Temptation’s Biggest Loser

Does temptation every make you feel like the biggest loser?

I’m not a Biggest Loser fan, but I am a fan of what they do. I find the whole temptation side of this show fascinating to watch. On one hand they have the trainers threatening everything short of death (well, maybe that too) if they submit to temptation. On the other hand they have peer pressure, fear, years of bad habits, addictions, the glittering prize of immunity to battle. Mostly they fight against the lie that giving in is not really a sin, that they will be able to work of the consequences and that it’s worth it in the end.

Last night I caught the bit of the current season. In this the contestants did their first “individual temptation”. This time temptation was private, not in front of the crowd. Some liked this, some found it harder.

Facing them was an ice cream truck offering an array of ice cream and chocolate delights. There beside it was a board with the costs of succumbing to temptation. They very clear. They were in black and white. They were visible.

It was interesting to see how the various contestants handled the temptation before them. Some just gave in – no thought, no fight, just a quick yes. Some thought about it, weighed up their options, gawked long enough for saliva to add pressure, almost touched the food before making their decision. One person got as close to food sin as possible, without actually partaking. They looked, they smelt, they leaned into the van, they looked at the ice cream, they looked at the consequences, they smelt the chocolate, they looked again at the price….

It looked like the combination of ice cream, chocolate and childhood memories would be too much for all the contestants. Yet, there were one or two who went straight up to the van, gave a firm, immediate “no” to temptation and quickly walked away.

As I watched each choose to struggle with temptation or not to, I realised that we all face this sort of decision with the temptations that come our way on a daily basis. Whether it’s over-eating, lying, stealing, gossiping, unforgiveness or something else, we all have the choice about how we deal with the temptations placed before us.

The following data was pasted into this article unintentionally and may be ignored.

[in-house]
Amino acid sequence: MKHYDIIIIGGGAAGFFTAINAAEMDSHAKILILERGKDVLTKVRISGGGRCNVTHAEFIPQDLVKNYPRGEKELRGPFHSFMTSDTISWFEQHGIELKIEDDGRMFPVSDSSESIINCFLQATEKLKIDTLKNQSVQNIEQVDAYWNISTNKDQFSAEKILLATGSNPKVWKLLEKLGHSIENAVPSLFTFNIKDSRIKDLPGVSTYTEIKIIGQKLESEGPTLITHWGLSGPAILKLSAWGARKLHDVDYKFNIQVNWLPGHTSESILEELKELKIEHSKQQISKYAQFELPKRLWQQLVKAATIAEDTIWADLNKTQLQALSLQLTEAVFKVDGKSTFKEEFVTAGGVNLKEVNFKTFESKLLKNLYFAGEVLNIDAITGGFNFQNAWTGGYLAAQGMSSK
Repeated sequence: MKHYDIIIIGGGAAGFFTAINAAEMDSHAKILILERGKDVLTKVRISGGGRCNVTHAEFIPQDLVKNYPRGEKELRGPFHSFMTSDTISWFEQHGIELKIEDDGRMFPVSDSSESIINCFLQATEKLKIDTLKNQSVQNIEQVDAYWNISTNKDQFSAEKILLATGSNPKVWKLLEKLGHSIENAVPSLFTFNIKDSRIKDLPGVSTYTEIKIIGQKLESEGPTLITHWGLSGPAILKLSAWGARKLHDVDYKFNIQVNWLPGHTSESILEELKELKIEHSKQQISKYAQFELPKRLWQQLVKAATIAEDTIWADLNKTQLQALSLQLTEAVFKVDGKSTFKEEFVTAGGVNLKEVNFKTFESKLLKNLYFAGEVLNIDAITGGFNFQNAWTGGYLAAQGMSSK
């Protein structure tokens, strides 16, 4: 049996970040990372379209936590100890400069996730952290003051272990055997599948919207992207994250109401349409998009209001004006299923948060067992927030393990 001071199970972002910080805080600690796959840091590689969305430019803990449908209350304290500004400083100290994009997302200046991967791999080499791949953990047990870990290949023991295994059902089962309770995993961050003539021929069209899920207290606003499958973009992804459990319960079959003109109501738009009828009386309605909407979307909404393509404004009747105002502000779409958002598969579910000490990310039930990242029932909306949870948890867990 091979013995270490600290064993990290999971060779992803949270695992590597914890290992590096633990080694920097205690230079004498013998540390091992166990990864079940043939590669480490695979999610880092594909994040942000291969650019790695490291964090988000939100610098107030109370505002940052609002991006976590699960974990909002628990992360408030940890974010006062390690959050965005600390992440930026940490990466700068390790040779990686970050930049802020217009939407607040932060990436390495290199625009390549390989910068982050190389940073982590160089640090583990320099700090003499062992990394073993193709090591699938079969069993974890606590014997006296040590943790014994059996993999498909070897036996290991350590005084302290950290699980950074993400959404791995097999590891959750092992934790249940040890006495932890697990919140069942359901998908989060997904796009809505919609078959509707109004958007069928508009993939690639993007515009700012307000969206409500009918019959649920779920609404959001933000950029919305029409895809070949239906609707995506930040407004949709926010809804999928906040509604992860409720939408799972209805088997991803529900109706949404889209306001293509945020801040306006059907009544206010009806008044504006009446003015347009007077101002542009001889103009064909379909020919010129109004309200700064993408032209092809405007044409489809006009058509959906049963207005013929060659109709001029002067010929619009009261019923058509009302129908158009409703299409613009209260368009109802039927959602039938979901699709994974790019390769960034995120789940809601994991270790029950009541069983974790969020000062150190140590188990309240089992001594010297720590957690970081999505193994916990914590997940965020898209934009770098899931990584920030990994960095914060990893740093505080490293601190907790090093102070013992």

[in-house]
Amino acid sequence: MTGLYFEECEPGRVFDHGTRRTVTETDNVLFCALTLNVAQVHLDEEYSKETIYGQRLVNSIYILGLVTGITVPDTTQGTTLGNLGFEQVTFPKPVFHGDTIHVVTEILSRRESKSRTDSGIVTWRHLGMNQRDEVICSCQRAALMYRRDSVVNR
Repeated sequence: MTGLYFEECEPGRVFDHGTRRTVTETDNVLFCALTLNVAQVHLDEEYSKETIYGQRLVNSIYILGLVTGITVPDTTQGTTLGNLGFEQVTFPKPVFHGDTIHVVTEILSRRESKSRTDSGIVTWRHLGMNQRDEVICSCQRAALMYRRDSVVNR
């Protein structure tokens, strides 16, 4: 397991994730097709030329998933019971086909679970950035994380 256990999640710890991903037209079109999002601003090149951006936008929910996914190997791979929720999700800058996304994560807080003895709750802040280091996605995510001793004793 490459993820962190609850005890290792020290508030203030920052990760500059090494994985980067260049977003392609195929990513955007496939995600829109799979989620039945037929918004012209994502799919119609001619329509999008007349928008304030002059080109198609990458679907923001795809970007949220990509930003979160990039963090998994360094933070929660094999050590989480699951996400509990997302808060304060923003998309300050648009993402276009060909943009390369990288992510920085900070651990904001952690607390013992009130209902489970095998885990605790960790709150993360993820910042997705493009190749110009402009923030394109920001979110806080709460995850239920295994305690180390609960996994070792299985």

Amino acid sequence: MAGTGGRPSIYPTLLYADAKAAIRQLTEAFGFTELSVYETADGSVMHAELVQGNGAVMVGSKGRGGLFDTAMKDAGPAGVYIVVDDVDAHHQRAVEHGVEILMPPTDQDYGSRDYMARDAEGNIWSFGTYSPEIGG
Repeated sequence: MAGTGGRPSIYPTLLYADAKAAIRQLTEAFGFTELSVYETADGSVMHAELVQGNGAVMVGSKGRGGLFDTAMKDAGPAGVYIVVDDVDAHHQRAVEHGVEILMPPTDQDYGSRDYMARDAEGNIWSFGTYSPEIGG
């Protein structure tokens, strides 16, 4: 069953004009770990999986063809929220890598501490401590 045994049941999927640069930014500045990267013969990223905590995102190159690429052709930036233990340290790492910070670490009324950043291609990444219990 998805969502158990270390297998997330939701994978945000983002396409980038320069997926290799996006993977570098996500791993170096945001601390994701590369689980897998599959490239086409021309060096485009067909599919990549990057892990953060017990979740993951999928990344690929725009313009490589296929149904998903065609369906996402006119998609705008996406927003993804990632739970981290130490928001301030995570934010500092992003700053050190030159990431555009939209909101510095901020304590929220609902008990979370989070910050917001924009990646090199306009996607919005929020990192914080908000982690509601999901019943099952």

Being tempted is not a sin. Some temptations we can avoid – i.e. not going to places that increase the chance of encountering things that particularly tempt us like an alcoholic going to a pub. Some temptations just pop into our head like “just lie about it” and we can’t avoid those.

What we can always do is choose our response to temptation. Are we going to just say no and walk away? Are we going to get as close as possible, lying to ourselves that it’s ok to do that? Are we just going to give in without a fight?

If we don’t want temptation to make us feel like the biggest loser when we give into it, we need to be like the contestants on the show. We need a plan, we need to work hard, train, practise saying no, find alternative patterns of behaviour, maybe even getting our own trainer who will really hold us accountable for our actions. And, most importantly, we need to pray “Lead us not into temptation but deliver us from evil.”

Do you have advise to share on dealing with temptation? Share your ideas below.

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3 thoughts on “Temptation’s Biggest Loser

  1. i think is so true and i know in my own life the hardest but greatest thing was to be real with what the really big temptations are. Some things are easy to say a straight no and walk away and others arent. So ive sat down with a friend of mine and we are identifying the ones for me that arent and figuring out the best way to resist it.

    just acknowledging and knowing it is a weak spot often helps to be more aware and on guard when it appears in my life.

    • It is true that if we identify our weak spots we are more likely to protect them than if we don’t even know what they are.
      In the example of the Biggest Loser – if you don’t like ice cream, I guess it’s not really a temptation, but for some contestants it was their biggest weakness and oldest addiction.

      Good on you for finding a friend to act as you “trainer” 🙂

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